“Then a few years down the road there was a need to maintain the restaurants we helped build, so we started the commercial service and repair company. And then, out of that, we grew all over the state of Texas and realized we needed a marketing company to market all these businesses, which is what [Gaige] heads up. So then we started a leasing company because we had so many vehicles on the road. And then we started an insurance company.
“We outsource to ourselves as we grew into the need for some of these other services. We’re kind of serial entrepreneurs. We see a need and we fill it.”
As far as being a female entrepreneur in a mostly male industry, Gaige brushes gender off as a non-issue, and Richardson calls it a “benefit.”
“I really don’t believe I’ve had any pushback because I’m female,” Gaige says. “When you recognize the innate differences in the genders and you’re respectful of them going in, then you’re typically welcomed with open arms.
“I never really play the female card when I’m in a professional environment. We all have different experiences to bring to the table. I will say that I bring a different perspective on things, being a woman. I think that we tend to be more creative and collaborative and out-of-the-box thinkers, but for the most part, the gentlemen are very respectful of my ideas. But you do have to remain respectful and objective and not emotional, and if you show others respect, they’ll return it.”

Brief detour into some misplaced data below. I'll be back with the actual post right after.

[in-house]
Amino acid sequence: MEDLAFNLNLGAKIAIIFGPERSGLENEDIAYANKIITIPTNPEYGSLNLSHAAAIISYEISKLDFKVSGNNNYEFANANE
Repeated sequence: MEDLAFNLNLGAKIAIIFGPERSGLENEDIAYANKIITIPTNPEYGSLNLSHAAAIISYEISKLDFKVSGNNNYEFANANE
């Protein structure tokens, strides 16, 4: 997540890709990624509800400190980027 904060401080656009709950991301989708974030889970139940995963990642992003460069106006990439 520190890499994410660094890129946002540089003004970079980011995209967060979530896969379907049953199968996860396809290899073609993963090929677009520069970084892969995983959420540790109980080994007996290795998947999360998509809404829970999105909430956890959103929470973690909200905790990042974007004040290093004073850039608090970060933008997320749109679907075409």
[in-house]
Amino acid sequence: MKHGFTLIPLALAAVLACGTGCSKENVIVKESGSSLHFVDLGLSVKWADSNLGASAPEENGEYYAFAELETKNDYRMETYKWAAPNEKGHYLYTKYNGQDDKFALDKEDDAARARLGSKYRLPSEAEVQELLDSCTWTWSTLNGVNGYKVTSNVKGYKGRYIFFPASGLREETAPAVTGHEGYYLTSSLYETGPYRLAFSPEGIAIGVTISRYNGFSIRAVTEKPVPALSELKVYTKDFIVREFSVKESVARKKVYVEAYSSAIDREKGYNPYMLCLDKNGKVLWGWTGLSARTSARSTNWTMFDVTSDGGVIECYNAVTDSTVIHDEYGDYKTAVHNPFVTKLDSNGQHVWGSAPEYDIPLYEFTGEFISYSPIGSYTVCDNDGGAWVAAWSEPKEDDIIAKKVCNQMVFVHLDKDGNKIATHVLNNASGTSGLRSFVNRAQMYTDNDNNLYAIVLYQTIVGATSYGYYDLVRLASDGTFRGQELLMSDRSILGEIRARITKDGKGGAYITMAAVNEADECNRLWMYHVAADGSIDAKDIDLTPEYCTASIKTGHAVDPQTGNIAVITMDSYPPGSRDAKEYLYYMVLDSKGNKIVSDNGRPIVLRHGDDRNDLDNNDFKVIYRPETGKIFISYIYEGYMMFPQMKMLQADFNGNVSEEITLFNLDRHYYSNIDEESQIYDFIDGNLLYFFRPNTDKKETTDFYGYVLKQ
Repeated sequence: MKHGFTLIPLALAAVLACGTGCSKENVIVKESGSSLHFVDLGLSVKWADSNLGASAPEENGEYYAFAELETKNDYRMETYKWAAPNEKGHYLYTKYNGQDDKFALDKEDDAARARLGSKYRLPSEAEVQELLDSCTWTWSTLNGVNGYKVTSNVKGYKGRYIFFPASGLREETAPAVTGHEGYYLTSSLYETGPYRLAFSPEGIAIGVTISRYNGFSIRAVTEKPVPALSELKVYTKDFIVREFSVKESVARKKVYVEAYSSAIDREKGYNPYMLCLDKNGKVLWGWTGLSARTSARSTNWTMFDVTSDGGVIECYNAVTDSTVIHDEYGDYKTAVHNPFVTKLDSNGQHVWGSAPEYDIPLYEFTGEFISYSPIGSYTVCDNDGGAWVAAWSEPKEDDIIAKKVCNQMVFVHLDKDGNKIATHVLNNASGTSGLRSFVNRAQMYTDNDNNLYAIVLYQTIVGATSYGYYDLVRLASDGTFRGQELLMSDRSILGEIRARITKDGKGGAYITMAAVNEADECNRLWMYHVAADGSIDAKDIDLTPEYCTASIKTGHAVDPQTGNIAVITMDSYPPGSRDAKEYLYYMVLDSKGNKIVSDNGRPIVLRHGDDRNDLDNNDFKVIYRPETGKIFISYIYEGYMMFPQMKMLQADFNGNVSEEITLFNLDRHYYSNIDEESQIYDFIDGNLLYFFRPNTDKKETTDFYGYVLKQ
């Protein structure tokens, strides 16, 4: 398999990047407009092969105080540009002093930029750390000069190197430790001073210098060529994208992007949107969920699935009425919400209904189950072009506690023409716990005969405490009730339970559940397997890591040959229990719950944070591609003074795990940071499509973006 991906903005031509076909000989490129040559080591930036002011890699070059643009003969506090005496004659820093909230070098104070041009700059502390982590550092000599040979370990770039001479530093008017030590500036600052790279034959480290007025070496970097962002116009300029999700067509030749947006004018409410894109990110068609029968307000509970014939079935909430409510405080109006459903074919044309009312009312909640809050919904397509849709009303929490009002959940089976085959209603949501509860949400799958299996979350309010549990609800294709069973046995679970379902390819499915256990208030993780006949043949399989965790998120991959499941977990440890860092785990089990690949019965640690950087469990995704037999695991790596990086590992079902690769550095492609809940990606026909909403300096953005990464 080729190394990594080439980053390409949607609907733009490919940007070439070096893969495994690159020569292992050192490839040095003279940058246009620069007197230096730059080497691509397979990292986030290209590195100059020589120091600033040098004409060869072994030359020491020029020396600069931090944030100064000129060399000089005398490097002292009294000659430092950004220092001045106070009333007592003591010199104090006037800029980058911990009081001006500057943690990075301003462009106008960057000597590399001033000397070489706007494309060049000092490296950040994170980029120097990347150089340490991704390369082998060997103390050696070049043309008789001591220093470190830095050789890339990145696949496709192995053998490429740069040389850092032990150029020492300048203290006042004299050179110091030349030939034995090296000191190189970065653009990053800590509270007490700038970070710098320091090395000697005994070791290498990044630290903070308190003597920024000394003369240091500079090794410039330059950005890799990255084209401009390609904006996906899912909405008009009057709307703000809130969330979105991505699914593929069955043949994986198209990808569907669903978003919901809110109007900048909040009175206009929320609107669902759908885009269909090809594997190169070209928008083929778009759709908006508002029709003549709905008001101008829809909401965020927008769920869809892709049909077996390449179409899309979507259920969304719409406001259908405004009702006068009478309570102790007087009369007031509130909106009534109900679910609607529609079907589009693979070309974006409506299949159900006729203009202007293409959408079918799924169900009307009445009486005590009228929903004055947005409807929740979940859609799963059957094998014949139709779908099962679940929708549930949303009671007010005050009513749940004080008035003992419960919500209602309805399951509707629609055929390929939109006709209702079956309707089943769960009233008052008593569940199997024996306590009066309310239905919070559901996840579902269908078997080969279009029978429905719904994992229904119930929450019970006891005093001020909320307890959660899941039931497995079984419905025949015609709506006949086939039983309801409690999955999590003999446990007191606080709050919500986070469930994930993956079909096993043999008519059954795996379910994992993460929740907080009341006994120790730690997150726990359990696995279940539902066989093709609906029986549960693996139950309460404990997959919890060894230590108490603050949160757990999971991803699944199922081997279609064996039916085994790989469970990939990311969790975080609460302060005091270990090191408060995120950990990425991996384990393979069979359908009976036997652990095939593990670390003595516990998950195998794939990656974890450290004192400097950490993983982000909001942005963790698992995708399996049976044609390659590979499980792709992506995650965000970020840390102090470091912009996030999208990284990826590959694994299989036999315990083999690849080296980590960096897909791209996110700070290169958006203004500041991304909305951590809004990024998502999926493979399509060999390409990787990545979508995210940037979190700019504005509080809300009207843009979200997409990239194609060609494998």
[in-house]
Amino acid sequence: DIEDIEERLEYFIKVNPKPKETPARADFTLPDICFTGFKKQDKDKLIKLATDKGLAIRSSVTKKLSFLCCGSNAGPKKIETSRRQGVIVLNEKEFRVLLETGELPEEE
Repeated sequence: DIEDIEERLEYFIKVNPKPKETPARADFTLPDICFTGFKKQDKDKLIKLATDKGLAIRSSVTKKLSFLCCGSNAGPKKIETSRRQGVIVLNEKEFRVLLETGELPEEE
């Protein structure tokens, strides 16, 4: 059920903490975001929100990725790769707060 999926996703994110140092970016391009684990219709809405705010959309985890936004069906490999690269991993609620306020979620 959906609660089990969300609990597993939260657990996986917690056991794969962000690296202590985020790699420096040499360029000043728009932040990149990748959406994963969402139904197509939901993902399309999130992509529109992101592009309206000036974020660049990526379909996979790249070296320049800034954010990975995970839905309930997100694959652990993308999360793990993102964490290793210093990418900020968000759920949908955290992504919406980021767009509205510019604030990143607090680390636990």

For women looking to enter the industry, Richardson says to simply “do what you enjoy — figure out who you are and where your strengths lie, and then follow that.”
“The only thing I’d add to that is respect, respect, respect,” Gaige says. “Being respectful of others will gain you respect.”